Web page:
Legba is a commonly known Vodou spirit. Originating in the historic West African kingdom of Dahomey, now Benin, myths and rituals for Legba traveled with enslaved Africans forcibly dislocated to the Americas and Caribbean.
Legba has many names, but most common is Haiti’s “Papa Legba.”
Legba is "a bridge to the spirit world.” He speaks every language and appears in many forms, although an old man with a cane is the most common one.
He’s described as a trickster, but his most important role is being the spirit, or loa, that arranges communication between the living and spirit realms.
Vodou practitioners summon Legba at the beginning and end of each ritual, requesting him to open the gates to the spirit world so they can convene with ancestors. A chant to call Legba is: “Papa Legba, open the gate for me that I may pass. When I return I will thank the loa.”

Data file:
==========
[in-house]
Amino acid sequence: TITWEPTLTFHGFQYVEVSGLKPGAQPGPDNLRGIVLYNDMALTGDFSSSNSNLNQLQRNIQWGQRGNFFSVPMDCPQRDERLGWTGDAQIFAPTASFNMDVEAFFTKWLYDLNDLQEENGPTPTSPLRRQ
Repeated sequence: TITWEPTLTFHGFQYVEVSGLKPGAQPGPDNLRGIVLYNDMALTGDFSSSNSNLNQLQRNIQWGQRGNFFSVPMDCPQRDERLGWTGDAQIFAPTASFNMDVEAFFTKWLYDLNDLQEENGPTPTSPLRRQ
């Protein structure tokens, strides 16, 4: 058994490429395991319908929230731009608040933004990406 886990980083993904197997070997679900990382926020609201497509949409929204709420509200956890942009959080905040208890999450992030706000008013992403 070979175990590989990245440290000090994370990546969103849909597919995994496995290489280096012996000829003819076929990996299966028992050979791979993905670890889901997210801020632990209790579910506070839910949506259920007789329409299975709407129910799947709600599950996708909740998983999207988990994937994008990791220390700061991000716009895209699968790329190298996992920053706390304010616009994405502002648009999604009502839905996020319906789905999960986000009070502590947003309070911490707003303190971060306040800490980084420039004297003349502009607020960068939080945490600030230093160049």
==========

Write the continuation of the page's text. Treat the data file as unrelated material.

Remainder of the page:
But only call Legba if you’re prepared to pay him.
Offerings for Legba include cane syrup, white rum, tobacco, candy, boiled peanuts, coffee, bananas, and plantains.
Legba represents a bridge at a crossroads. Whether you’re communicating with ancestors or struggling to move forward, Legba will help guide you along your journey.
Like all spirit work, you should reach out to trained practitioners for guidance before summoning Legba.
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